A few weeks ago, I was called upon in tang soo do class to lead a group of five students in forms training.
It wasn’t as cohesive a session as I would have liked.
After class, it nagged at me because I knew I could have been a much better, more effective leader.
So, what happened?
The form we were to practice was the red belt form, Bassai. It’s 54 moves, by far the longest gup form. Those in my group understood Bassai at varying degrees; they either knew all of it or bits of it.
I know Bassai. At least, I thought I did before that night.
I’ve worked with fellow students on forms and other curriculum before, but usually one-on-one, or at most, in a group of three. Those scenarios always seemed to work out well. I felt like I could slow the tempo and break everything down so that students could get it. I’d usually get a little something from it, too.
Working with a larger group of students with differing degrees of knowledge of the form was another story. Simply put, I wasn’t fully prepared to assume the responsibility. Why?
I wasn’t confident in myself.
I’ve been training like mad on Ship Soo, which is the form for my current rank, cho dan bo (black belt candidate, aka blue belt). Bassai was two ranks ago, and while I’ve performed it many times and know the moves, I got so caught up with how I thought it would look that it psyched me out. Technically speaking, I know my Bassai still needs work. I didn’t want everyone to pick up on habits that I, myself, may need to change.
But where did that get me? For starters, I still made mistakes. I kept mixing up the very beginning of Bassai with the start to Ship Soo (which, to be fair, are very similar moves). During one run, I forgot a move entirely, which a fellow student was kind enough to point out. (And I say that sincerely — it means he knows it.)
After the training exercise was done, I just wanted to rewind those 15 – 20 minutes and do it all over again. (Or at least apologize to my group for letting them down.) Alas, life doesn’t work that way. Instead, I have to settle for applying what I learned in this mishap for the next time I’m ever called to lead a group, or to teach anyone anything at any time.
The four lessons I learned from this:
1. Be Confident
Without confidence, I didn’t have a chance. This is so key!
I’m sure I was put in charge for a reason. My instructor believed I could do it, but I don’t think I shared his level of confidence in me, which is sad. Even if I wasn’t totally confident in my ability to guide everyone through the form, I could have at least faked it at first. Or the entire time. Anything to make the experience beneficial for everyone.
2. Take a Moment to Assess Things + Plan a Strategy
While driving home, I thought of the different ways I could have led the group better than I had. One idea was to have the students who knew the form branch off and perform it together while I worked with those who needed some extra help. Another option was to break it down for everyone’s benefit, calling out the moves as I did them. I did try the latter at one point, but it was still too discombobulated.
What threw me was hearing things like, “What are we doing?” and “I’m so confused.” upon being thrust into our groups. That put me into a panic. I’m one of those people who likes to provide a solution right away; I hate to keep anyone waiting. I’m still learning the hard lesson that I can’t do that for everyone, all the time.
I could have taken a moment to ask everyone how confident they felt in doing the form, and planned out my strategy from there. Instead, I just said said, “Fuggit,” and did the form, assuming everyone was on the same page. They weren’t. I wasn’t. And so it goes.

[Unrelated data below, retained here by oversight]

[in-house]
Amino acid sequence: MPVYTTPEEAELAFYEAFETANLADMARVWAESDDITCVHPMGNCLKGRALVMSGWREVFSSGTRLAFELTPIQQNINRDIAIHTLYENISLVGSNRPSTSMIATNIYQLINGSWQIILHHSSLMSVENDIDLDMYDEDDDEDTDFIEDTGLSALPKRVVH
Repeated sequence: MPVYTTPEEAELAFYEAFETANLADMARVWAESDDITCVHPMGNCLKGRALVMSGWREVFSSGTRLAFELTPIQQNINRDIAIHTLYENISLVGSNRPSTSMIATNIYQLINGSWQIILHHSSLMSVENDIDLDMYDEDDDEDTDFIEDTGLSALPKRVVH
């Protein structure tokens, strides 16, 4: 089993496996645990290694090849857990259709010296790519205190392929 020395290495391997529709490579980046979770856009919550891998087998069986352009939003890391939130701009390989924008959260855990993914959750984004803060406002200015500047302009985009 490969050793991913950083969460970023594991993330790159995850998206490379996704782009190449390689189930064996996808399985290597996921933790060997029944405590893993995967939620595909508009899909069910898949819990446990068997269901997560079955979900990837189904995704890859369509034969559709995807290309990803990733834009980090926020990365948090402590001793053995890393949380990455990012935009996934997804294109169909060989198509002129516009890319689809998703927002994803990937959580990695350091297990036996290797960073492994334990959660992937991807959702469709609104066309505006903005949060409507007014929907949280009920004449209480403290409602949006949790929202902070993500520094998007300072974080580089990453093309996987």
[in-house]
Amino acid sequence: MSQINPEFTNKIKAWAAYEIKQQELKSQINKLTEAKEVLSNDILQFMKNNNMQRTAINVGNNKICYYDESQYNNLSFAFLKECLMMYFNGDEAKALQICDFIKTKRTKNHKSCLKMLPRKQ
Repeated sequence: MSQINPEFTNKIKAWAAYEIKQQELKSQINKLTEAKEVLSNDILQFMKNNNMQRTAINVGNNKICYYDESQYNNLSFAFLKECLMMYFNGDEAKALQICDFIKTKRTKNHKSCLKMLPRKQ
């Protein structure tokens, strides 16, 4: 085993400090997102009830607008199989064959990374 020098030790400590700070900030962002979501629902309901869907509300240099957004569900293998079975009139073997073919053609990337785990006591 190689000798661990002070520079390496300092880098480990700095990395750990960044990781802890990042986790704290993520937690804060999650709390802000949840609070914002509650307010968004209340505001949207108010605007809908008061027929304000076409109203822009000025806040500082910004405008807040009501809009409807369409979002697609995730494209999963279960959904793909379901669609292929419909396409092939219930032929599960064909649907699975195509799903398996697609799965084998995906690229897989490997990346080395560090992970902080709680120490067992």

Patience really is a virtue, and planning is key, even if it’s for a couple of minutes.
3. Be a Leader (Even if I’m Not an “Official” One)
I’m on the Leadership Team. I’m a black belt candidate. Still, I found it awkward to teach these students because I’ve never led a class. I’m not an “official” instructor. I’m a gup, like everyone else in the group. I didn’t want to overstep boundaries or seem pushy. And I know I didn’t have to be a hardass . I just had to be firm…and confident. Number one.
4. Practice, Practice, PRACTICE
Yeah, I have to get Ship Soo down pat as a cho dan bo. However, I can’t neglect the curriculum from my previous ranks. I need to get so good at Bassai that I can teach it to either one person or a thousand people. I should know the form well enough to be able to explain it to as many people as needed.
I realized that I didn’t know Bassai as well as I thought I did; if I did, I could have broken it down and effectively gone through it for anyone who needed help. Or, simply put, I could have taught it. I didn’t do that, and made stupid mistakes in the process. Now I know that I need to work on my Bassai. (And again, I realize this could all lead back to the first point. All roads lead to confidence.)
There is a chance that I am viewing this situation through a much harsher lens than anyone else in the dojang. (Ahem.) This all stems from wanting to be the best martial artist I can be (especially so close to black belt testing in JUNE), and confidently sharing what I know with others. Plus, it’s a goal of mine to someday lead classes as an instructor. I should be preparing for that moment right now.
Yes, this wasn’t one of my finest moments, but I won’t let it keep me down. It’s a part of the journey, after all. Peaks and valleys, my friends. Peaks and valleys.
I hope I have another chance to lead a group, to prove that I am capable of taking charge and showing others the way of our art. As long as I heed the lessons that were a result of this less-than-ideal situation, I think I’ll be okay.
Now. To practice.
The Monday Question
What’s one of the most valuable lessons you’ve learned from a mistake? Share your stories in the comments.
Til next Monday!